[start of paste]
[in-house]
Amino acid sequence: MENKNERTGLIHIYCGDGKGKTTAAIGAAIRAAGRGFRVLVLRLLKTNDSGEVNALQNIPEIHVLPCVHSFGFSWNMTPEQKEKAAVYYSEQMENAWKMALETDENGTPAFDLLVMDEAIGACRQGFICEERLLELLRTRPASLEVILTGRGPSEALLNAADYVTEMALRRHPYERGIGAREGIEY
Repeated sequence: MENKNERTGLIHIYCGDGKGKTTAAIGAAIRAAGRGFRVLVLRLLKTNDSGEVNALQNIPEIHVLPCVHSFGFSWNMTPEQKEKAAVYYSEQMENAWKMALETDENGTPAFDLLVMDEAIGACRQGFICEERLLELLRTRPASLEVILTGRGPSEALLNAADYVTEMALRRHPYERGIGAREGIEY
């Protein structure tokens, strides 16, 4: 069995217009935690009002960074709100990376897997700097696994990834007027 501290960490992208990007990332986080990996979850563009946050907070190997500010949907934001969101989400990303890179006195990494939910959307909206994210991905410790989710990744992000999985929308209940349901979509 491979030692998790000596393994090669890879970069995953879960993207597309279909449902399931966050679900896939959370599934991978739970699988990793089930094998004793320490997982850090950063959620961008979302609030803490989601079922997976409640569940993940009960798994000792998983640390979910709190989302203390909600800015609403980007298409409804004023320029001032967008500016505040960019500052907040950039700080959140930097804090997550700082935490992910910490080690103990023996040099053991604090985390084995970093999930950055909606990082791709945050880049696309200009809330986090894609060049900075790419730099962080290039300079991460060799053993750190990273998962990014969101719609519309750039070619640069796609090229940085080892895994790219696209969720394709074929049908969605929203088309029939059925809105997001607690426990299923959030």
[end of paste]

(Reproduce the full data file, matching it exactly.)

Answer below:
[in-house]
Amino acid sequence: MENKNERTGLIHIYCGDGKGKTTAAIGAAIRAAGRGFRVLVLRLLKTNDSGEVNALQNIPEIHVLPCVHSFGFSWNMTPEQKEKAAVYYSEQMENAWKMALETDENGTPAFDLLVMDEAIGACRQGFICEERLLELLRTRPASLEVILTGRGPSEALLNAADYVTEMALRRHPYERGIGAREGIEY
Repeated sequence: MENKNERTGLIHIYCGDGKGKTTAAIGAAIRAAGRGFRVLVLRLLKTNDSGEVNALQNIPEIHVLPCVHSFGFSWNMTPEQKEKAAVYYSEQMENAWKMALETDENGTPAFDLLVMDEAIGACRQGFICEERLLELLRTRPASLEVILTGRGPSEALLNAADYVTEMALRRHPYERGIGAREGIEY
């Protein structure tokens, strides 16, 4: 069995217009935690009002960074709100990376897997700097696994990834007027 501290960490992208990007990332986080990996979850563009946050907070190997500010949907934001969101989400990303890179006195990494939910959307909206994210991905410790989710990744992000999985929308209940349901979509 491979030692998790000596393994090669890879970069995953879960993207597309279909449902399931966050679900896939959370599934991978739970699988990793089930094998004793320490997982850090950063959620961008979302609030803490989601079922997976409640569940993940009960798994000792998983640390979910709190989302203390909600800015609403980007298409409804004023320029001032967008500016505040960019500052907040950039700080959140930097804090997550700082935490992910910490080690103990023996040099053991604090985390084995970093999930950055909606990082791709945050880049696309200009809330986090894609060049900075790419730099962080290039300079991460060799053993750190990273998962990014969101719609519309750039070619640069796609090229940085080892895994790219696209969720394709074929049908969605929203088309029939059925809105997001607690426990299923959030």